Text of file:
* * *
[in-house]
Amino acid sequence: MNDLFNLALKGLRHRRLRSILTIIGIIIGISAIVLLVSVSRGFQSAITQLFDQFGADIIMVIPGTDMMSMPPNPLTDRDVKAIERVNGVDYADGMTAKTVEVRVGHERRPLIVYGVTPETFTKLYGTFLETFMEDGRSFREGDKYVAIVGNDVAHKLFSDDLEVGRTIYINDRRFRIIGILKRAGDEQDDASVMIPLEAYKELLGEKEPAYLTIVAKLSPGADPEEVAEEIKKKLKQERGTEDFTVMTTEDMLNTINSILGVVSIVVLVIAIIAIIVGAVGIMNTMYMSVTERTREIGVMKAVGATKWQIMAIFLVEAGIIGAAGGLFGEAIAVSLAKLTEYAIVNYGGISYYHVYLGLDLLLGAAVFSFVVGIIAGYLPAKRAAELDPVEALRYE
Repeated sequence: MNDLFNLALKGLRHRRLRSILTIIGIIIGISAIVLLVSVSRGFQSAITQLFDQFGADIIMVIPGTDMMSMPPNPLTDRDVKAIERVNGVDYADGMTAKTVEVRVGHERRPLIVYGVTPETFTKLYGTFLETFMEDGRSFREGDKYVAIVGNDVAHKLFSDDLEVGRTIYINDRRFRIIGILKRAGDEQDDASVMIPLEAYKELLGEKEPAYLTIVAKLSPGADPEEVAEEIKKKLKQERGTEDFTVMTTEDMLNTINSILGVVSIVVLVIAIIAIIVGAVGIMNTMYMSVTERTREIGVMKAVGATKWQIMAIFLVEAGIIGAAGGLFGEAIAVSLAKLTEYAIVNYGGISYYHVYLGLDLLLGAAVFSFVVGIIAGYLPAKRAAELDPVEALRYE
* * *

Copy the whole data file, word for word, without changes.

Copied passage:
[in-house]
Amino acid sequence: MNDLFNLALKGLRHRRLRSILTIIGIIIGISAIVLLVSVSRGFQSAITQLFDQFGADIIMVIPGTDMMSMPPNPLTDRDVKAIERVNGVDYADGMTAKTVEVRVGHERRPLIVYGVTPETFTKLYGTFLETFMEDGRSFREGDKYVAIVGNDVAHKLFSDDLEVGRTIYINDRRFRIIGILKRAGDEQDDASVMIPLEAYKELLGEKEPAYLTIVAKLSPGADPEEVAEEIKKKLKQERGTEDFTVMTTEDMLNTINSILGVVSIVVLVIAIIAIIVGAVGIMNTMYMSVTERTREIGVMKAVGATKWQIMAIFLVEAGIIGAAGGLFGEAIAVSLAKLTEYAIVNYGGISYYHVYLGLDLLLGAAVFSFVVGIIAGYLPAKRAAELDPVEALRYE
Repeated sequence: MNDLFNLALKGLRHRRLRSILTIIGIIIGISAIVLLVSVSRGFQSAITQLFDQFGADIIMVIPGTDMMSMPPNPLTDRDVKAIERVNGVDYADGMTAKTVEVRVGHERRPLIVYGVTPETFTKLYGTFLETFMEDGRSFREGDKYVAIVGNDVAHKLFSDDLEVGRTIYINDRRFRIIGILKRAGDEQDDASVMIPLEAYKELLGEKEPAYLTIVAKLSPGADPEEVAEEIKKKLKQERGTEDFTVMTTEDMLNTINSILGVVSIVVLVIAIIAIIVGAVGIMNTMYMSVTERTREIGVMKAVGATKWQIMAIFLVEAGIIGAAGGLFGEAIAVSLAKLTEYAIVNYGGISYYHVYLGLDLLLGAAVFSFVVGIIAGYLPAKRAAELDPVEALRYE